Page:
“You told me?” their mother said. “You are lying. Naare o hapaane? Don’t lie to your grandmother. Look at me when I am talking to you! Don’t you know it’s wrong to lie to your elders? Marete a gago!”
Boitumelo could only stare in astonishment. When did their mother start using profanity? It was disorienting, that the woman who looked and sounded like their mother could act in ways so foreign. Over Christmastime in Serowe, she had startled them when she had asked for her brother, who had died two years before. Mme, Uncle Modise is not here, Sedi had said. Old woman, you were there when we buried him, Boitumelo had said. Their mother simply laughed away her embarrassment. Now, Boitumelo watched her older sister as she twisted the wedding ring that pinched her heat-swollen finger. Lebogang spoke, her words hemmed in by a hesitant formality.
She said, “Though I am tall, I will keep my words today short. We are women now. We have sight. We do not need a prophet to reveal to us that the woman in there who raised us is no longer the woman she used to be. We all know what happened in Serowe in July—the break-in, and now, last night, as you can see, the meat forgotten on the stove. It’s only with God’s mercy that my oldest boy came downstairs and turned the stove off. We could be talking something different. Those are my words. I think you hear me.”
“I think we can all agree that Mme can no longer live by herself,” Boitumelo said. “She is at risk of thieves who know she lives alone. And she is a danger to herself. One of us has to take her. Somebody who can take good care of her. We can’t just leave her. My mother is not going to be one of those old women wandering the village muttering to herself. She is not going to be accused of witchcraft.”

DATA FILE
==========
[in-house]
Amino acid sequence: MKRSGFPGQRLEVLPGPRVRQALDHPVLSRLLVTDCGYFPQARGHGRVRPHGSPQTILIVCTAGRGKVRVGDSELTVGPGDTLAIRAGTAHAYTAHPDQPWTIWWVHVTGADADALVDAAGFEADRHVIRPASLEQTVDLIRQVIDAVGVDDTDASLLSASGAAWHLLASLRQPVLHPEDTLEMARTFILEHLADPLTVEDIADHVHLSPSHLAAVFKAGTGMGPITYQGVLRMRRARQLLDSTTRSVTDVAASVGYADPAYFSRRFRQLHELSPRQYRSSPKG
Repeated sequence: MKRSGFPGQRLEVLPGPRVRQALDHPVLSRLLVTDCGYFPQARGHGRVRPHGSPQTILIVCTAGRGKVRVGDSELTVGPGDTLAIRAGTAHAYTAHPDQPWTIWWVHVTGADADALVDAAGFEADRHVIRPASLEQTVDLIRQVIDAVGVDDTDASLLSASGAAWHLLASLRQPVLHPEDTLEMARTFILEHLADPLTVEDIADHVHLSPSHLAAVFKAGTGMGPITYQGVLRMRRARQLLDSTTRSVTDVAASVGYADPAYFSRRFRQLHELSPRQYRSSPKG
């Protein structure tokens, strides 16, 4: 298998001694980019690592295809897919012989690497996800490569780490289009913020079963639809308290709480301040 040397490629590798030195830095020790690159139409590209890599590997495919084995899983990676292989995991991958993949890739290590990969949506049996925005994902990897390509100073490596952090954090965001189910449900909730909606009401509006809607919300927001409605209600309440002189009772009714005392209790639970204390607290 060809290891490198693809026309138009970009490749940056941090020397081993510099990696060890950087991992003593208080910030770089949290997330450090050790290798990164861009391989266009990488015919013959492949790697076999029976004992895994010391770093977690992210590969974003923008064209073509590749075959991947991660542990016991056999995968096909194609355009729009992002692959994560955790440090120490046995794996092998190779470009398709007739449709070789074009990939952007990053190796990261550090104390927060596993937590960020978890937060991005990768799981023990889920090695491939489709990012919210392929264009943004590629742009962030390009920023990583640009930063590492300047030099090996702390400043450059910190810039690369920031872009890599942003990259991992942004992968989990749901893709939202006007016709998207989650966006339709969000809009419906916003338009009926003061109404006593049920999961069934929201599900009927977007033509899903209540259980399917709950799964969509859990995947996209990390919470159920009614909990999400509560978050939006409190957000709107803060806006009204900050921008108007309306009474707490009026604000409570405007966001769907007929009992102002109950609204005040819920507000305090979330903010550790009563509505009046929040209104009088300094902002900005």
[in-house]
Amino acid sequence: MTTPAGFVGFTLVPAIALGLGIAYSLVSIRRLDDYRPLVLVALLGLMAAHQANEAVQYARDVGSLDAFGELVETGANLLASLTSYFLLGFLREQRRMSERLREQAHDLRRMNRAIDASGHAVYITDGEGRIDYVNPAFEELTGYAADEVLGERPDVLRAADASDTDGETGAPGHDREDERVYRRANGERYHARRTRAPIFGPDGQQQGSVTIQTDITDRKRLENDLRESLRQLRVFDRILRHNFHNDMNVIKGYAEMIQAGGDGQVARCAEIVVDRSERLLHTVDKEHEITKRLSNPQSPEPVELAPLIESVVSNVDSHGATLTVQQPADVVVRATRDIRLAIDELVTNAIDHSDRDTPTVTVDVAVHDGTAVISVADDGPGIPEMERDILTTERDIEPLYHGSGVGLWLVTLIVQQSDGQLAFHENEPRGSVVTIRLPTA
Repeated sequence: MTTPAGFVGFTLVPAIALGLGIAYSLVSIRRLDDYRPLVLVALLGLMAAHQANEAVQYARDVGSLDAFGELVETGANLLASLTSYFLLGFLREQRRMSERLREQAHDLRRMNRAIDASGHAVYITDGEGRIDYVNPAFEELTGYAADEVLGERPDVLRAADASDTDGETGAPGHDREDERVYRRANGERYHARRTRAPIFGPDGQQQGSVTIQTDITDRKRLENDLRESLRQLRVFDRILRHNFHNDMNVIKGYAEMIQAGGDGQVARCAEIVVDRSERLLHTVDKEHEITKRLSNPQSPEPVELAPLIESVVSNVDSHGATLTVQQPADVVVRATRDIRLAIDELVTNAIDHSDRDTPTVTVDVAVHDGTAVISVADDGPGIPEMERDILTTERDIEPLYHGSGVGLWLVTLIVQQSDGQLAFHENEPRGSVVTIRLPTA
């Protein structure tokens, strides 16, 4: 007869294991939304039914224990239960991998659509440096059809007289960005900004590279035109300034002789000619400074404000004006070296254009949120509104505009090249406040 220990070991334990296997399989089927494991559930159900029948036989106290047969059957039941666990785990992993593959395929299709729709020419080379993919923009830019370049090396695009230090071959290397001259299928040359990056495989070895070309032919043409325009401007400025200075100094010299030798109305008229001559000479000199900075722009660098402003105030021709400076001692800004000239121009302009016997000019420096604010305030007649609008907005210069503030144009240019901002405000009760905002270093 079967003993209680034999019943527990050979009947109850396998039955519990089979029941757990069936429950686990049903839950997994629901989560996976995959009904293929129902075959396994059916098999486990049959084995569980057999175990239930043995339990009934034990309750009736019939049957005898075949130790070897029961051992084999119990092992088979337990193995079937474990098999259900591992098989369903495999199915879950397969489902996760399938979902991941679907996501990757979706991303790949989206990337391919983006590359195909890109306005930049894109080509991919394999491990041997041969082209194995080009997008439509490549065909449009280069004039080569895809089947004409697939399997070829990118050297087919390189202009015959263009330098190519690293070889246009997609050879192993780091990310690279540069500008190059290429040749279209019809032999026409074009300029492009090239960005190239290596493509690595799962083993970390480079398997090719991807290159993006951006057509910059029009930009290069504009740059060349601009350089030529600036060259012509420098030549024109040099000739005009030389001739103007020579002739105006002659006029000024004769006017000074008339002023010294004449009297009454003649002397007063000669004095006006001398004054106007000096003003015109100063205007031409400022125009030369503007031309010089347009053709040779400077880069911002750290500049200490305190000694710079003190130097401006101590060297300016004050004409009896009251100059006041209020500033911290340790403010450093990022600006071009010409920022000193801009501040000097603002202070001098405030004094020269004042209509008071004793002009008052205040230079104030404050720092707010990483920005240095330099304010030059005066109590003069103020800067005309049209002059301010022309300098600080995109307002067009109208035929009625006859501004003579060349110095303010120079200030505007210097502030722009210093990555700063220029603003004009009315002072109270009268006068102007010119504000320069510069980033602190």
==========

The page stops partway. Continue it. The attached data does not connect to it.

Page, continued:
The oldest sisters nodded at each other.
“What does she want to do?” Sedilame asked.
“What do you mean?” Boitumelo asked.
“Have you asked her what she wants to do?”
Boitumelo was incensed. “You know what she is going to say. She is going to want to live in her own house, where she can go to her church and see people she has known her whole life. But we can’t just let her. Did you hear what Lebo just said? She almost burnt the house down.”
“We are talking about my children, here,” Lebogang said, fighting her own anger down.
“Are you listening?” Boitumelo said to Sedilame.
“In Serowe, she lost her bag,” Lebogang said, “all her documents in there. She went to the bank and forgot her handbag in a taxi.”